Cancel culture vs free speech? It's nothing new | Archives show just how long comedy has been at the centre of this battle © Bermix Studio/Unsplash

Cancel culture vs free speech? It's nothing new

Archives show just how long comedy has been at the centre of this battle

The tension between ‘cancel culture’ and freedom of speech seems like a very modern issue.

But comedians have longed complained about topics being deemed off-limits… while audience have for just as long taken issue with the content of jokes.

American entertainment historian Kliph Kesteroff – author of the definitive tome The Comedians – has recently been chronicling scores of examples examples on both sides of the debate through the decades on his Twitter feed

To modern ears, much of what was deemed offensive at the time would now be considered tame - such as mocking preachers or George Washington

But equally many of the topics that prompted comedians to grumble ‘you can’t joke about anything any more’, are at best dated and at worst horribly racist.

Press cuttings he has unearthed include:

  • A 1903 newspaper editorial warning that if racial and ethnic stereotypes were no longer acceptable on the stage - you could say ‘good-bye to comedy.’
  • A 1968 article asking whether ‘comedians [are] too bold or people too thin-skinned?’
  • An article by comedian George Gobel from 1957 complaining that ‘a TV comedian needs the soul of seismograph to know where the next rumble of public wrath is coming from. We have to be verbal tightrope walkers’
  • A comedian in 1954 lamenting the loss of blackface, complaining that minority groups were making ‘life rough for the comedian.’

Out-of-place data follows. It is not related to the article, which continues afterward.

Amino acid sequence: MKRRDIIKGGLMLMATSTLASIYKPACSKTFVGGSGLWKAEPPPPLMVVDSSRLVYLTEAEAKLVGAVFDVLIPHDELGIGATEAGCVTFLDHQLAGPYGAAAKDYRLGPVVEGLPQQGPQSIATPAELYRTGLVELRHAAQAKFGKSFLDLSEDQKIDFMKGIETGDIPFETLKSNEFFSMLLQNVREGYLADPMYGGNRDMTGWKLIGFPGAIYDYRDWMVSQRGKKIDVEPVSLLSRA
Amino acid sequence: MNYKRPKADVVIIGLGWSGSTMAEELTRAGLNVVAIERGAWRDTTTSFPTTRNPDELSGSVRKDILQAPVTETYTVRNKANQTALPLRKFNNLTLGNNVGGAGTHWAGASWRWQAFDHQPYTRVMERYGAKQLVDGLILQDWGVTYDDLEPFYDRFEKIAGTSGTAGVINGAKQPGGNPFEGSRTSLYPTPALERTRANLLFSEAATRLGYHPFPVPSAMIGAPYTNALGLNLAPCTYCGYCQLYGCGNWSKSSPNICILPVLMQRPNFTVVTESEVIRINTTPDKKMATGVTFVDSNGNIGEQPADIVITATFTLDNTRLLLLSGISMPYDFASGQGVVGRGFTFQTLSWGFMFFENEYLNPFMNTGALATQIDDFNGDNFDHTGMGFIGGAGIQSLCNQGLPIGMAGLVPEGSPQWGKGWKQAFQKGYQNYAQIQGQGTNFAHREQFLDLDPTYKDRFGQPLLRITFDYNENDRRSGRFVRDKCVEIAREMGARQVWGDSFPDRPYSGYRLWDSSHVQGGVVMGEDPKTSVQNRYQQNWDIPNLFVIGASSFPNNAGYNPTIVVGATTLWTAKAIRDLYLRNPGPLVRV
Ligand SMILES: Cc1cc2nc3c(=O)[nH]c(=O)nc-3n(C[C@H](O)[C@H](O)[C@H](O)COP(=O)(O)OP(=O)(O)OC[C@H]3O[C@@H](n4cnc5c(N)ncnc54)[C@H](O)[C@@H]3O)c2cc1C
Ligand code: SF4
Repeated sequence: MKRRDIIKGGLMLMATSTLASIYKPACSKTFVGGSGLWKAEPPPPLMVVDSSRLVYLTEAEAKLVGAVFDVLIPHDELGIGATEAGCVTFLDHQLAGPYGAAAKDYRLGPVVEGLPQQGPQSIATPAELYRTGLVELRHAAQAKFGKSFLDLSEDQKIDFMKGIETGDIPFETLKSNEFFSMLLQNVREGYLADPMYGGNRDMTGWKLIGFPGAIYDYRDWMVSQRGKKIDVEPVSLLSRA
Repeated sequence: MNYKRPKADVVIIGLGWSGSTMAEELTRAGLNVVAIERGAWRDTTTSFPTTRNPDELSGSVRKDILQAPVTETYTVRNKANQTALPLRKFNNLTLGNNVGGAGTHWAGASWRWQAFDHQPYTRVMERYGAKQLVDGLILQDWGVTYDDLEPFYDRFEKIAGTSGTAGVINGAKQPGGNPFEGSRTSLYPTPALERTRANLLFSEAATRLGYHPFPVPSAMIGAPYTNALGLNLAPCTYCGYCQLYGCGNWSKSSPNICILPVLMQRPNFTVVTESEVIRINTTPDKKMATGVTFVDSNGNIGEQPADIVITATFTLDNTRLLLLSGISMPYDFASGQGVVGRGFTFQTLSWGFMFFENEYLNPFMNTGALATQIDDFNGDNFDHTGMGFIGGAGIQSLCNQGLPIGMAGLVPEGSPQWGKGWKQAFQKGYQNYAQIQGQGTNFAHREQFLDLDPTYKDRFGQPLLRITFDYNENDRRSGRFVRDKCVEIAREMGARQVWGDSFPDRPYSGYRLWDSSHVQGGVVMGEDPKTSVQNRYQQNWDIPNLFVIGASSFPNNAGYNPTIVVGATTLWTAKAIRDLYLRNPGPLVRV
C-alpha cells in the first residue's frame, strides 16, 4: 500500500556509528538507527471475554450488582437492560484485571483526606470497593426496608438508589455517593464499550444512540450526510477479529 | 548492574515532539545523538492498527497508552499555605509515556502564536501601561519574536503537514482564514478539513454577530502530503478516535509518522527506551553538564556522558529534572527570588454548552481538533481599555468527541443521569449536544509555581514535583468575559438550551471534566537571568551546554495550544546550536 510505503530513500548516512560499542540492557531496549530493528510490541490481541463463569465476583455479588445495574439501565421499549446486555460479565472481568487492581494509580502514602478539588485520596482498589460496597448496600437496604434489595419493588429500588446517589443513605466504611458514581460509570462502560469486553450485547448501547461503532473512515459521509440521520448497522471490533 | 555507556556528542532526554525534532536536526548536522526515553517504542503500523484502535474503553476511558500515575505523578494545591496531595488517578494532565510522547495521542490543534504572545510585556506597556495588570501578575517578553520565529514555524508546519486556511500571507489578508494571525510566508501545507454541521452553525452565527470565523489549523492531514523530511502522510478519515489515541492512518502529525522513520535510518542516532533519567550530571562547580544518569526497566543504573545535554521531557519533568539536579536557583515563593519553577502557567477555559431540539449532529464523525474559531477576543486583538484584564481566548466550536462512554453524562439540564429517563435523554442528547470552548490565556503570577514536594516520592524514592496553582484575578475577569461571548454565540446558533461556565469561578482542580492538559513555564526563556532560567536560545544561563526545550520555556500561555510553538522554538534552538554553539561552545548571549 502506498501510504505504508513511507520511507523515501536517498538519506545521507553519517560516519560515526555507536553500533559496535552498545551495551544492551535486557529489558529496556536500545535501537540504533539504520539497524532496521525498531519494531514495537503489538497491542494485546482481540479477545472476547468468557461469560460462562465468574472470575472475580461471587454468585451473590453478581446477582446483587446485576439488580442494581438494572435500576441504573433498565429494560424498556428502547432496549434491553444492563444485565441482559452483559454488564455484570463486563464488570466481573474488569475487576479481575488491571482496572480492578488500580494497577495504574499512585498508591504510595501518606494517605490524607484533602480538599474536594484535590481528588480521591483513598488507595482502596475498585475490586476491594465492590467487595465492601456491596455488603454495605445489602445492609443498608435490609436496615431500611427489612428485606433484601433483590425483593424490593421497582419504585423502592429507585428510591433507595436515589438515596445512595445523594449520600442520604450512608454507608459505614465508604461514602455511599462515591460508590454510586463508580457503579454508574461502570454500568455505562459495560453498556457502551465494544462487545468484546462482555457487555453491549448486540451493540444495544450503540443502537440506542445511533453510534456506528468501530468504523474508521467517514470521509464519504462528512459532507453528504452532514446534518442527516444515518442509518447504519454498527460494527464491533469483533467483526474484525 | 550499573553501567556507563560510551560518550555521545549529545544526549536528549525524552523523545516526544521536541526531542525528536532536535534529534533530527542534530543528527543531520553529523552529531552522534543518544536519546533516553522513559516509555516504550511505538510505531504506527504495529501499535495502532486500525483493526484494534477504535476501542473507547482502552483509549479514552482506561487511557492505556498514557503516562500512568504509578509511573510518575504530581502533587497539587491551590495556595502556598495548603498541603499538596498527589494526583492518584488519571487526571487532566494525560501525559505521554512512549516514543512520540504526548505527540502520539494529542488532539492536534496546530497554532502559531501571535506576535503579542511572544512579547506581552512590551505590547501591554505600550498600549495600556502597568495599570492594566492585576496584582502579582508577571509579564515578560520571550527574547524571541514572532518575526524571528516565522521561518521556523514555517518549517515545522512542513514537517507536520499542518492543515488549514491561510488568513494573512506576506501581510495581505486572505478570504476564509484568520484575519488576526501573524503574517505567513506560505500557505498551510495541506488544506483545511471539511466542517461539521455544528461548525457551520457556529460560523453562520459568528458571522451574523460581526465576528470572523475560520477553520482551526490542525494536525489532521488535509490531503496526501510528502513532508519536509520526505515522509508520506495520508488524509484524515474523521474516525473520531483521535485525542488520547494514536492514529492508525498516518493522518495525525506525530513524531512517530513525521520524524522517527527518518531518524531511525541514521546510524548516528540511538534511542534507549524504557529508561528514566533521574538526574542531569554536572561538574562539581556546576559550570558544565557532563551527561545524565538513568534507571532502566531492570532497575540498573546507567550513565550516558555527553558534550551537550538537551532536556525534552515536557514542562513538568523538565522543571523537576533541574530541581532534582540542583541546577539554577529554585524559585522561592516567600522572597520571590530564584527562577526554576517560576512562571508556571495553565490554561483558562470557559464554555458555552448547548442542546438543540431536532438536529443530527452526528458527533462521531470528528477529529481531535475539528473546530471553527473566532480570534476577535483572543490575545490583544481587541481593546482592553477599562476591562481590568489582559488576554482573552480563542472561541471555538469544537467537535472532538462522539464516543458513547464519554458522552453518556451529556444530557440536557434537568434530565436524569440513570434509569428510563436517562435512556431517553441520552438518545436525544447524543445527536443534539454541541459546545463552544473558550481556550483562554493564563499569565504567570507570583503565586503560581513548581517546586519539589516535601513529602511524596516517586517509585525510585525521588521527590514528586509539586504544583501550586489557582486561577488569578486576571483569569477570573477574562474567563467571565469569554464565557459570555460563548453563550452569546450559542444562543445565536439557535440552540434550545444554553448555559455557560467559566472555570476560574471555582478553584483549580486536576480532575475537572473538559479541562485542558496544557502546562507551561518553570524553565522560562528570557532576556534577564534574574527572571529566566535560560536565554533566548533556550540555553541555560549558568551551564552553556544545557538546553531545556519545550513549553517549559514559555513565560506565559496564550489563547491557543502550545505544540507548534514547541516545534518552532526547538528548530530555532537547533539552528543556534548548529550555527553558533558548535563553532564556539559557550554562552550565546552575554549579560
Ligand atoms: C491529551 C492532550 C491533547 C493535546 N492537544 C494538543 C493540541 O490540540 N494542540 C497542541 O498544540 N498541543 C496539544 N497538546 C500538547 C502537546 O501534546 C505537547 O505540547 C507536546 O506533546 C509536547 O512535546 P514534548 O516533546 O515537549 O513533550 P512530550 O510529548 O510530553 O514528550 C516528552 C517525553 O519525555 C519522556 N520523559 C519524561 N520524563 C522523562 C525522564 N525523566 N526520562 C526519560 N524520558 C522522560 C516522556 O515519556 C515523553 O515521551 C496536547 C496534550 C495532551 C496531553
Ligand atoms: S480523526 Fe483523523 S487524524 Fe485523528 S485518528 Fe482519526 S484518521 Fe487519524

• A fictional story published in Variety in 1972 in which a comedy writer laments Women’s Lib activists will ‘boycott anyone who buys my next joke’ while his colleague complains he can’t do racial humour any more
  • An editorial from the same magazine from as long ago as 1945 that slated comedians for ‘being among the worst offenders against racial minorities… because so many are thoughtless of consequences’
  • Details of a 1950 TV debate in which Steve Allen and Mort Sahl - who died last week at the age of 94 - discussed ‘should there be any taboos for comedians?’
  • A 1958 article in which comedian Danny Thomas says audiences are ‘over-sensitive’ about his ‘dialect humour’, mocking the accents of non-white groups, and promising to double down on it
  • A 1952 editorial saying it’s not pressure groups that are to blame for comedy's problems...but hack comedians.

Kesteroff even unearthed a classified ad from 1952 in which a Hollywood writer offered comedians a collection of bad-taste jokes that would ‘get you canceled’.

Inspired by Kesteroff’s research, Chortle has uncovered an article from the UK from 1936 expressing very modern concerns.

The Guardian, then The Manchester Guardian, reported on protests to the BBC to end jokes about ‘commercial travellers’, which were usually heavy on innuendo.

Writer Ivor Brown said: ‘Whatever, for example, is mentioned by the speakers or the comedians of the BBC, somebody is certain to complain about its one and tendency and to demand that a heavy official foot be placed on such opinions or such levity.

‘That thousands or even millions should disagree with the… matter of BBC drollery is inevitable. But is there to be no tolerance for the talker, no licence for the clown, no freedom for the fool?’

He invented the pressure group Amalgamated Mother-in-Law, who he suggested could shut down music halls that caused offensce and added: ‘The fact of the matter is that it will soon be impossible to say anything about anybody in this country.

‘I am not saying that the clown is always correct or the comedian always comic… But this same jester is an embodiment of Free Speech, or what is left of it.’

Here are just some of Kesteroff’s original tweets:

Published: 1 Nov 2021

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